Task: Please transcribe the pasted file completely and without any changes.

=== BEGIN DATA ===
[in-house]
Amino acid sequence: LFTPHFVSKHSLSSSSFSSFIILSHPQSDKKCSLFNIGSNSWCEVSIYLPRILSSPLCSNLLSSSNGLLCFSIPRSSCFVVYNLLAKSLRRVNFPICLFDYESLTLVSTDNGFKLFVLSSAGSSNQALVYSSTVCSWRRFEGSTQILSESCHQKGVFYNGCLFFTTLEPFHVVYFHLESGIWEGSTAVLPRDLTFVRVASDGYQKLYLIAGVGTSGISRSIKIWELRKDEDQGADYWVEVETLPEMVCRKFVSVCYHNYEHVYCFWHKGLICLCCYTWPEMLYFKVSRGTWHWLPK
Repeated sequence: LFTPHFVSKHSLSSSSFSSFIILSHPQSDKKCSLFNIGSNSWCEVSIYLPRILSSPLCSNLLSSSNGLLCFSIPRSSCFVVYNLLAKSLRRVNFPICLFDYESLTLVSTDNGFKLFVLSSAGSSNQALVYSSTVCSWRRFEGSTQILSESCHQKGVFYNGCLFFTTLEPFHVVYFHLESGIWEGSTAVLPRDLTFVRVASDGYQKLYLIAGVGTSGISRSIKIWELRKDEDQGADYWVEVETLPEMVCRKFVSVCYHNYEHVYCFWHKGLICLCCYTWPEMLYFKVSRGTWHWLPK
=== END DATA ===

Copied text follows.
[in-house]
Amino acid sequence: LFTPHFVSKHSLSSSSFSSFIILSHPQSDKKCSLFNIGSNSWCEVSIYLPRILSSPLCSNLLSSSNGLLCFSIPRSSCFVVYNLLAKSLRRVNFPICLFDYESLTLVSTDNGFKLFVLSSAGSSNQALVYSSTVCSWRRFEGSTQILSESCHQKGVFYNGCLFFTTLEPFHVVYFHLESGIWEGSTAVLPRDLTFVRVASDGYQKLYLIAGVGTSGISRSIKIWELRKDEDQGADYWVEVETLPEMVCRKFVSVCYHNYEHVYCFWHKGLICLCCYTWPEMLYFKVSRGTWHWLPK
Repeated sequence: LFTPHFVSKHSLSSSSFSSFIILSHPQSDKKCSLFNIGSNSWCEVSIYLPRILSSPLCSNLLSSSNGLLCFSIPRSSCFVVYNLLAKSLRRVNFPICLFDYESLTLVSTDNGFKLFVLSSAGSSNQALVYSSTVCSWRRFEGSTQILSESCHQKGVFYNGCLFFTTLEPFHVVYFHLESGIWEGSTAVLPRDLTFVRVASDGYQKLYLIAGVGTSGISRSIKIWELRKDEDQGADYWVEVETLPEMVCRKFVSVCYHNYEHVYCFWHKGLICLCCYTWPEMLYFKVSRGTWHWLPK